More on Pearson v. Callahan

I posted on Monday about the Supreme Court’s grant of cert in Pearson v. Callahan and its request for briefing on the question of whether to overturn Saucier v. Katz. For those of you who don’t follow qualified immunity law closely (are you really out there???) Saucier required federal courts consider Section 1983 and Bivens actions to consider the merits of the plaintiff’s claim before turning to the proffered defense of qualified immunity. Saucier has been unpopular with both lower federal courts and many of the Justices of the Supreme Court (*shameless plug* for a defense of Saucier, see my forthcoming article. *end plug*)

What’s curious about this case to me is that, although the Supreme Court has asked the parties to brief the question of whether Saucier should be overturned, I can’t imagine why either the petitioner or the respondent would care about that question. Saucier’s ordinal mandate perhaps helps plaintiffs in the long run because it requires federal courts to establish federal law rather than simply saying that the federal issue is a close one and that therefore the defendant wins on qualified immunity. Saucier is also probably defendant unfriendly in the long run because it keeps them in civil rights cases longer and likely makes it easier for plaintiffs to recover against them. (Of course, it’s also possible that law-abiding public officials want to know what that law is so that they can conform their conduct to it, but that’s a conversation for another day.)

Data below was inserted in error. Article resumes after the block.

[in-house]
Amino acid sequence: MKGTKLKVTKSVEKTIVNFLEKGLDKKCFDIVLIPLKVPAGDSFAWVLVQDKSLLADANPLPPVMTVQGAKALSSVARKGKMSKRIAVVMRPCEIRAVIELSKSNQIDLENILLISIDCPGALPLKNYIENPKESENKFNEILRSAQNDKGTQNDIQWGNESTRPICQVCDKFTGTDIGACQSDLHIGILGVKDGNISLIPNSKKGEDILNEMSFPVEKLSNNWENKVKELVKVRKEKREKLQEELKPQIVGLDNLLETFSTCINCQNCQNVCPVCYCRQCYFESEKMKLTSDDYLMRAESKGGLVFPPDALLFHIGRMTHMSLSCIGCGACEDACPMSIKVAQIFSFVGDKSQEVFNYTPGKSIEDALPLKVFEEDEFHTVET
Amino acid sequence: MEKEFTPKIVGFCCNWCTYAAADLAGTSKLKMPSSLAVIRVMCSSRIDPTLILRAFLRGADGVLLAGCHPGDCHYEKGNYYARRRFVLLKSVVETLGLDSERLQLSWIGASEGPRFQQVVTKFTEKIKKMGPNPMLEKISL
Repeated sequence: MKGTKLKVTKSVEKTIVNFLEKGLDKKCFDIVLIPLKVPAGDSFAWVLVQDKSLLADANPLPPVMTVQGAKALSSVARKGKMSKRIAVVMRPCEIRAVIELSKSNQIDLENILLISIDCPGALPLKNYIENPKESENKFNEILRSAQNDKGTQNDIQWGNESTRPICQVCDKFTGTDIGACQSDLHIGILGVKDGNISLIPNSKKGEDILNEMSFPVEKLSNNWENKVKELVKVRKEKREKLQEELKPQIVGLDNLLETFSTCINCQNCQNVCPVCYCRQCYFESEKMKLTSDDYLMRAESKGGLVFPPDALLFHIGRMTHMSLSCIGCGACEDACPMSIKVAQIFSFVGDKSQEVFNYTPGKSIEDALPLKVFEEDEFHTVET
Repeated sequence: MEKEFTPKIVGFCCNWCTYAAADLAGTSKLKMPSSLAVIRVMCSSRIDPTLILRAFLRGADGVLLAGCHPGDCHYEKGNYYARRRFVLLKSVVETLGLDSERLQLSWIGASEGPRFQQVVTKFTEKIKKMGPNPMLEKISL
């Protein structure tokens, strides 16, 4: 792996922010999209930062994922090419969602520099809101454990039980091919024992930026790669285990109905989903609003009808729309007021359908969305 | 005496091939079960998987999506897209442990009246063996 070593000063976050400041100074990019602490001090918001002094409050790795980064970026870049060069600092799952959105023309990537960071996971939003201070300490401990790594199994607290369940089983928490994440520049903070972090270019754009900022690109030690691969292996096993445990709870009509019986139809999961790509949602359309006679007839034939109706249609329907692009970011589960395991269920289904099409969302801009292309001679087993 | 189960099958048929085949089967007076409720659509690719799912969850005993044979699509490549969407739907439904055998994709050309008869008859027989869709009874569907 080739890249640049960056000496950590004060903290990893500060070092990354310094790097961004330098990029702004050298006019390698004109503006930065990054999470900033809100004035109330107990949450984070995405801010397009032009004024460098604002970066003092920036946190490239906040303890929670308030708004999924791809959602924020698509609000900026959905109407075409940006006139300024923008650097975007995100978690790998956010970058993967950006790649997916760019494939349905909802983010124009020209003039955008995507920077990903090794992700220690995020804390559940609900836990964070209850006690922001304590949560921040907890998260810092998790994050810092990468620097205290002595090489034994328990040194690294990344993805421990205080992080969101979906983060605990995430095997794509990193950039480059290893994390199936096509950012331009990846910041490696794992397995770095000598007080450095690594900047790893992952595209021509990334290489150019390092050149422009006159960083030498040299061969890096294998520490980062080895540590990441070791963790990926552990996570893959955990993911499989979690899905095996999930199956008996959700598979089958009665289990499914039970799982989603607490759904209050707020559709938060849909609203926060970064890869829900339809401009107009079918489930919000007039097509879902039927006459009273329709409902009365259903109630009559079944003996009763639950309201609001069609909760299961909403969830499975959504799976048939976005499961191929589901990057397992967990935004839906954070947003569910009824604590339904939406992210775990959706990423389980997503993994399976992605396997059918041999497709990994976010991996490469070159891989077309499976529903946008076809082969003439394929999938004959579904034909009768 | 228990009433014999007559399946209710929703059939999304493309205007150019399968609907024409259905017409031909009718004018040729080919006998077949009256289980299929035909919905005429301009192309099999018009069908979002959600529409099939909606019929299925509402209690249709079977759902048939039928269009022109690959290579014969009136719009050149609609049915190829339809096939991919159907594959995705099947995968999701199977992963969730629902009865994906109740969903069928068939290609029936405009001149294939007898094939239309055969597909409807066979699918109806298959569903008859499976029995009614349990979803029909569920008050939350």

In the context of an ongoing case, however, the parties before the Court don’t really care whether Saucier is overturned or not. Saucier is a procedural requirement imposed on the lower federal courts not the enunciation of either a right or a remedy; however the Court resolves the Saucier question, its resolution of that question will not affect these parties in the least. Perhaps the benefit to the Court of asking for briefing on this issue is the hope that it will induce the repeat players — the ACLU, police unions, etc. — who do have an interest in the outcome of the Saucier question to submit amicus briefs on the subject.

Still, I find it interesting that the usual standing considerations seem inverted here; it is only those without a stake in this litigation — amicus curiae — who have an interest in the real question the Court seems concerned with.

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